- Mushrooms – probably the most obvious one. I recommend oyster mushrooms or chestnut mushrooms but see above for more information
- Panko breadcrumbs – I’ll explain these in more detail below
- Black sesame seeds
- Plain flour
- Neutral flavoured oil for deep frying – e.g. sunflower, vegetable, rapeseed
- Red chilli – I recommend using a red bird’s eye chilli but this is optional. My chilli sauce is quite spicy so I don’t add any extra chilli on top
- Shallots – these are milder and sweeter than onions, however a white onion will work as a substitute
- Light soy sauce
- Chilli sauce – I always use my Szechuan Sauce as that honestly is my favourite chilli sauce. Feel free to use that or any of your preference
- White pepper
- Cornflour – this will be corn starch for US readers. Its purpose is to thicken the sauce
- Spring onions – for garnishing
Panko breadcrumbs vs Regular breadcrumbs
One of the most frequent questions I get is about panko breadcrumbs and whether regular breadcrumbs can be used instead.
Panko breadcrumbs are more like bread flakes that have been dried, and because of this they absorb less oil during frying and produce a lighter coating. They also tend to crisp up more readily than regular breadcrumbs. Personally I find the panko texture far superior, however feel free to use regular breadcrumbs if panko is not accessible for you.
You can pick up panko in most supermarkets in the world foods aisle, or your local East Asian supermarket. I purchase mine from my local Sainsburys and it’s quite a large bag.
How to make these Crispy Chilli Panko Mushrooms
Let’s start with the mushrooms
1) Cut/tear the oyster mushrooms into large chunks
2) Dunk mushroom in the wet batter
3) Shake off excess wet batter – I find this easiest to do with a fork. The excess will just drip off
4) Then place the mushrooms straight into the breadcrumbs mixture and toss to coat
5) The mushrooms should now be well coated in breadcrumbs
6) Leave aside on a wire rack whilst you prep all of the mushrooms
7) Deep fry the mushrooms in 180’C oil. This may splatter a little so be careful and use a splatter guard if needed
8) Deep fry until golden brown, then leave aside
Next let’s prepare the sauce
1) Sauté the shallots, garlic, and ginger in the oil until it resembles 2)
3) Then add the light soy sauce, ketchup, chilli sauce and white pepper
4) Mix to combine
5) Add the cornflour slurry (cornflour mixed with water) and continue to mix
6) The sauce will thicken and develop a shiny glossy surface
7) Add the crispy mushrooms to the sauce
8) Toss until all the mushrooms are evenly coated in the sauce
9) Add the spring onions green
10) Briefly mix together and serve immediately
Can these be made vegan?
They already are vegan!
Can the mushrooms be air fried?
For air frying: 185’C in the air fryer for ~15mins. Bare in mind it’s not going to be the same texture as deep frying – but it does work.
Can I prepare these in advance?
These crispy chilli panko breadcrumbs are best served immediately. The reason for this is that the panko coating will absorb the sauce and become soggy if left. Soggy mushrooms are most definitely not the one.
If you really want to prepare the mushrooms in advance, either flash fry (a quick deep fry) just to set the outer coating and leave aside. These can then be frozen or kept aside if using on the same day. They can then be completely deep fried or air fried till golden when you want to use it. You can even freeze the mushrooms without flash-frying however it doesn’t tend to work as well.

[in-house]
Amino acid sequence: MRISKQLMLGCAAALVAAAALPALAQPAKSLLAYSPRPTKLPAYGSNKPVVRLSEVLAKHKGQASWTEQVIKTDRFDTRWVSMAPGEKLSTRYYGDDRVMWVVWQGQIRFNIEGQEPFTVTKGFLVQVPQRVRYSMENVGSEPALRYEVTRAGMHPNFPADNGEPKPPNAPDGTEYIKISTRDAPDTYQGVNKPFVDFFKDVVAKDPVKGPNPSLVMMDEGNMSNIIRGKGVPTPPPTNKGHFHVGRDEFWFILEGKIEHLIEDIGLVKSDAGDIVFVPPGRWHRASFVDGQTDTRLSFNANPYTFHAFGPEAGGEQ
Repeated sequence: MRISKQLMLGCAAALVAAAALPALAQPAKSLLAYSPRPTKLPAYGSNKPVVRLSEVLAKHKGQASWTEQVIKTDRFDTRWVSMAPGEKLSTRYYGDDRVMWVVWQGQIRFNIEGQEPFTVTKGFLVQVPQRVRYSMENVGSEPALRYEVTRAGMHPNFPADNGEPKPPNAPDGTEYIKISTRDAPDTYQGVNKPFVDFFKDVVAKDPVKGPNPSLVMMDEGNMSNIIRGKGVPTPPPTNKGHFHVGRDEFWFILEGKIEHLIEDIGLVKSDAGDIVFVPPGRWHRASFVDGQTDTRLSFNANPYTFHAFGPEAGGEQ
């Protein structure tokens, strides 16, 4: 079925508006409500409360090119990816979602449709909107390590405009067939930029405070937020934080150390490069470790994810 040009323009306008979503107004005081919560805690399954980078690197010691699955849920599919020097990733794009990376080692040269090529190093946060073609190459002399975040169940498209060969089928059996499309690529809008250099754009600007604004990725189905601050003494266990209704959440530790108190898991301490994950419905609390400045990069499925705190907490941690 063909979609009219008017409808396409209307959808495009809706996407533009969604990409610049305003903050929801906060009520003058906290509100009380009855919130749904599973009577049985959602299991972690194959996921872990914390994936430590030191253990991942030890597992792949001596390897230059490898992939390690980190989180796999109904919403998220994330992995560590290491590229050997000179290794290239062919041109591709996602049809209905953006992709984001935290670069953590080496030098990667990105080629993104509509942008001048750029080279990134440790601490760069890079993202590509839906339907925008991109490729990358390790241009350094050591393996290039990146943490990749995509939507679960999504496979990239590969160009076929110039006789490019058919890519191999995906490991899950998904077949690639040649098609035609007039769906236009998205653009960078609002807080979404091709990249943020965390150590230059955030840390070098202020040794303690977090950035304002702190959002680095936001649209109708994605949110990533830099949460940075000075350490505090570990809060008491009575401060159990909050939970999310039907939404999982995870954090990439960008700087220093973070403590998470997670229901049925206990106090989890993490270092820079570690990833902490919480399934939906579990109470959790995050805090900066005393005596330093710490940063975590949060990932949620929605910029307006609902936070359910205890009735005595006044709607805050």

Alternatively you can partly air fry these just until the breading has set, and then pop them back into the air fryer until golden right before tossing in the sauce.
Crispy Chilli Panko Mushrooms
- 300 g oyster mushrooms see blogpost for suggestions on other types of mushrooms
- Neutral oil for deep frying
- 70 g panko breadcrumbs
- 0.5 tsp salt
- 3 tbsp black sesame seeds
- 75 g plain flour
- 25 g cornflour this will be corn starch for US readers
- 1 tsp salt
- 125 ml water added gradually and whisk until a pancake batter consistency
- 2 tbsp neutral flavoured oil e.g. sunflower, vegetable, rapeseed
- 4 cloves garlic minced
- 2 inch piece of ginger minced
- 1 birds eye red chilli sliced (optional, for extra heat)
- 2 shallots finely sliced, or 1 small white onion
- 2 tbsp light soy sauce
- 4 tbsp ketchup
- 2 tsp chilli sauce I use my Szechuan Sauce (on my website), but feel free to use your favourite chilli sauce, Sriracha/Gochujang work well here
- 1/2 tsp white pepper
- 1 tsp corn flour dissolved in 5tbsp cold water
- handful spring onion greens to garnish
- chilli oil to garnish (optional)
- To prepare your mushrooms, clean them with a paper towel, try and avoid washing them (see blogpost for tips). Then cut or tear into large chunks
- Mix together the panko breadcrumbs, black sesame seeds, and salt in one bowl. In a separate bowl mix together the wet batter ingredients and whisk until smooth. The batter should be thick but pourable
- Dunk each mushroom in the wet batter, I find this easiest with a fork as it allows the excess batter to drip off
- Next immediately place the mushroom into the breadcrumb mix and toss to coat. Leave the coated mushrooms aside on a wire rack whilst you get them all breaded
- Deep fry the mushrooms until golden brown, then leave aside on a lined tray (air frying instructions in notes and blogpost)
- To prepare the sauce, sauté the shallots, garlic, ginger and chilli (if using) in the oil until fragrant
- Then add in the light soy sauce, ketchup, chilli sauce, and white pepper
- Prepare your cornflour slurry by whisking together the cornflour and water until completely dissolved. Pour this into the pan and mix on a medium-high heat until the sauce thickens slightly and has a shiny glossy appearance
- Turn the heat off and add in your crispy panko mushrooms. Toss until they're evenly coated in the sauce
- Garnish with spring onion greens and chilli oil (optional)
- Best served immediately
If you enjoyed these, be sure to check out some of my other Indo Chinese recipes! Tap the image below to check out my chilli paneer!